Why are farmers worried about the proposal of Gov. Andrew Cuomo to raise the minimum wage? The simple answer is that they have relied heavily on a work force that is paid relatively high.
Their workers were not like fast-food staff and other employees in low-paying jobs who were the focus of a directed campaign to fatten their salaries.
If the governor's proposal is made into law, these farmers would be placed in an even more difficult position regarding payrolls since they require jobs that are hard-to-fill. Recent statistics revealed that farm workers are already receiving more than the minimum.
Hiking workers' pay is very appealing to a politician eyeing a national office in the future, but not to his constituent farmers. A recent report said that raising the wage bar to a $15 minimum has killed jobs in Seattle.
The city passed its minimum wage law of $15 in June 2014. In April, it began raising its minimum wage from $9.32 to $10 for some businesses and $11 for others. It was again raised to $12, then $12.50 and then $13 per hour for most employers since Jan. 1.
This rate will increase gradually until it reaches the required $15 per hour in 2017 before this level becomes universal in 2019.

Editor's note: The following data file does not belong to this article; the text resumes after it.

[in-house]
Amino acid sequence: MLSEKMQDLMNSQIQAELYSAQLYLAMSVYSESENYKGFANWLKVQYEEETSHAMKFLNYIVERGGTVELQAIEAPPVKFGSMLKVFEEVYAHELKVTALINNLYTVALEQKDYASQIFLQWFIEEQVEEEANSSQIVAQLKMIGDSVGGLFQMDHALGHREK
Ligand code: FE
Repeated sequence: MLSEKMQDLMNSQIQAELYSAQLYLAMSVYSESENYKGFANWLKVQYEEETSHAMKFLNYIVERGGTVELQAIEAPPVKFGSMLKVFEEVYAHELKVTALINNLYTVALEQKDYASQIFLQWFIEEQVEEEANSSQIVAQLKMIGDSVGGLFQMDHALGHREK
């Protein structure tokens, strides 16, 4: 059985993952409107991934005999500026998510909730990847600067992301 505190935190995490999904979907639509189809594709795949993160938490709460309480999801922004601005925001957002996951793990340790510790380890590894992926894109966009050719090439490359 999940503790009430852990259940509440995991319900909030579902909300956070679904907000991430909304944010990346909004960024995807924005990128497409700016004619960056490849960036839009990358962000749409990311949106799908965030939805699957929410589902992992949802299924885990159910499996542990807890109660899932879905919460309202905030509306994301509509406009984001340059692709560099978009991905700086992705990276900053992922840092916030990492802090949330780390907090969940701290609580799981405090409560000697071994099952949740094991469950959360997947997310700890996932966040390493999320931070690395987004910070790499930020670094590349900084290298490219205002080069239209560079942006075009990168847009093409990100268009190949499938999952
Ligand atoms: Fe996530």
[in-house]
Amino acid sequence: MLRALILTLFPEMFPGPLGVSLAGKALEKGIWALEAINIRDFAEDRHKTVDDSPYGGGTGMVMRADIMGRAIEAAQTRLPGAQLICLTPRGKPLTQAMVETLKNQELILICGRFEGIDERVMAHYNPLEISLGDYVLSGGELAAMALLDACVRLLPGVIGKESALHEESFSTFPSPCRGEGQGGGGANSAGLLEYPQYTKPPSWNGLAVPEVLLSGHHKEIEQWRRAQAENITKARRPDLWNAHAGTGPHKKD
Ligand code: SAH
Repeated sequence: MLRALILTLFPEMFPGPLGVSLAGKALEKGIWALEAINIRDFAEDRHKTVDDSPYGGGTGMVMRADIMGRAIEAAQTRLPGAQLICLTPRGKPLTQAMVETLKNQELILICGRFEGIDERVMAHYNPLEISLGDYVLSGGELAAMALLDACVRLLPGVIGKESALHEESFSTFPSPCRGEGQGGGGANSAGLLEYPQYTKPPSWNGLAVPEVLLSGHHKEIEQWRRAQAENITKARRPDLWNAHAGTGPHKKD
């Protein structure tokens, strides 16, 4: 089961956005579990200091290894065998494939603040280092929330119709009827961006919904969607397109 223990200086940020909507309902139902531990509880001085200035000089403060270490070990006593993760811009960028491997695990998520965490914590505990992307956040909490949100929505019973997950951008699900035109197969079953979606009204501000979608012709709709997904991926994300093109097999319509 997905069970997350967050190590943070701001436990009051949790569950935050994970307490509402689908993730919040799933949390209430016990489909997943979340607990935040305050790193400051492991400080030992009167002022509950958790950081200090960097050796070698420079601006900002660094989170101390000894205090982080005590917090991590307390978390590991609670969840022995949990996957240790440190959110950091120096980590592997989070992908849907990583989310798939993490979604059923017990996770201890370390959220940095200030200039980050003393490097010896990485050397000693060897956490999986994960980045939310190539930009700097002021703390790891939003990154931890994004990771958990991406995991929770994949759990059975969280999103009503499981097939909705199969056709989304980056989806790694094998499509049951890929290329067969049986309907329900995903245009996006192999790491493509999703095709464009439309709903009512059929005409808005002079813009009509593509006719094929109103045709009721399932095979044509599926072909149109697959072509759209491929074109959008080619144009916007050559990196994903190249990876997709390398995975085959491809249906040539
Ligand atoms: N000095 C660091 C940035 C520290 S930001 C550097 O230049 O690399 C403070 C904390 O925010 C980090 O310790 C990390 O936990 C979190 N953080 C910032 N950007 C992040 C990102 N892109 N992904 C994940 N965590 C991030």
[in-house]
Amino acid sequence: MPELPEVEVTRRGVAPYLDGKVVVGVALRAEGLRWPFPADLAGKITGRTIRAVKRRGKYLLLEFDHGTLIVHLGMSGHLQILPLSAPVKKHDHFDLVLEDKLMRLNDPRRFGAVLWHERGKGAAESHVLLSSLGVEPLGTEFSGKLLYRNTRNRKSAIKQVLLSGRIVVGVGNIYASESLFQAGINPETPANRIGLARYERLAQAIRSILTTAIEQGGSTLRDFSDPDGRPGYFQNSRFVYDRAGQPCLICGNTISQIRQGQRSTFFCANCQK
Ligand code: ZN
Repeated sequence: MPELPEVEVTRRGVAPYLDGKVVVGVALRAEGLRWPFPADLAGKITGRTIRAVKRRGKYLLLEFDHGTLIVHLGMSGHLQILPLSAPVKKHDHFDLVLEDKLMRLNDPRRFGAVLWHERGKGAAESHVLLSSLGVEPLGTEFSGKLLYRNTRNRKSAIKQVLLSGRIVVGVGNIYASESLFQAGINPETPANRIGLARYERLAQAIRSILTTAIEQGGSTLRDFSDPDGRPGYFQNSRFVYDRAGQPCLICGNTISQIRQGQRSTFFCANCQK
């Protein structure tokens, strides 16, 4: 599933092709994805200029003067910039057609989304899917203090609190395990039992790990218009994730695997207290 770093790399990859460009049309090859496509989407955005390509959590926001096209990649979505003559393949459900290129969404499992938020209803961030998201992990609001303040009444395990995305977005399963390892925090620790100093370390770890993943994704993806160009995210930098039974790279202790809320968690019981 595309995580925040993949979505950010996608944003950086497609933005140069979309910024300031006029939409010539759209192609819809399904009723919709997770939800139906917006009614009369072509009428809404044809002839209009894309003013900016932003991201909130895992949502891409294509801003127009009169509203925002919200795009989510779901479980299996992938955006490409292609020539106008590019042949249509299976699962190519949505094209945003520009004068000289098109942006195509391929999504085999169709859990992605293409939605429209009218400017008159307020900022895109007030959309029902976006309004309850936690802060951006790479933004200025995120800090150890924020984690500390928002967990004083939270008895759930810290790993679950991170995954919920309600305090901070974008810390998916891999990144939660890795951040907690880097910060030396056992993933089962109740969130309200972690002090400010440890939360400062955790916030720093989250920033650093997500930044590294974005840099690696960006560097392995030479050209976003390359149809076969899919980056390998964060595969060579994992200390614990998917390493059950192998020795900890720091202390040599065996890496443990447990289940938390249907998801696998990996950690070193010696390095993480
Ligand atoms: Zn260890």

But even as early as this year, the effect of the raises has been harsh.
The American Enterprise Institute (AEI) study taken from the Bureau of Labor Statistics' monthly surveys reveals that from April and December 2015, Seattle experienced its biggest employment drop in any nine-month period since 2009 - one year after the Great Recession.
Seattle's unemployment rate increased one full percentage point. But before the enactment of the minimum wage hike, the city followed the rest of the country with their slow wage increases from the 2008 to 2009 lows. Then it started to drop last spring as the new law started to kick in.
During the three months from September to November, Seattle lost 10,000 jobs. This was a record for any three-month period since 1990. This could be the same fate of New York farmers .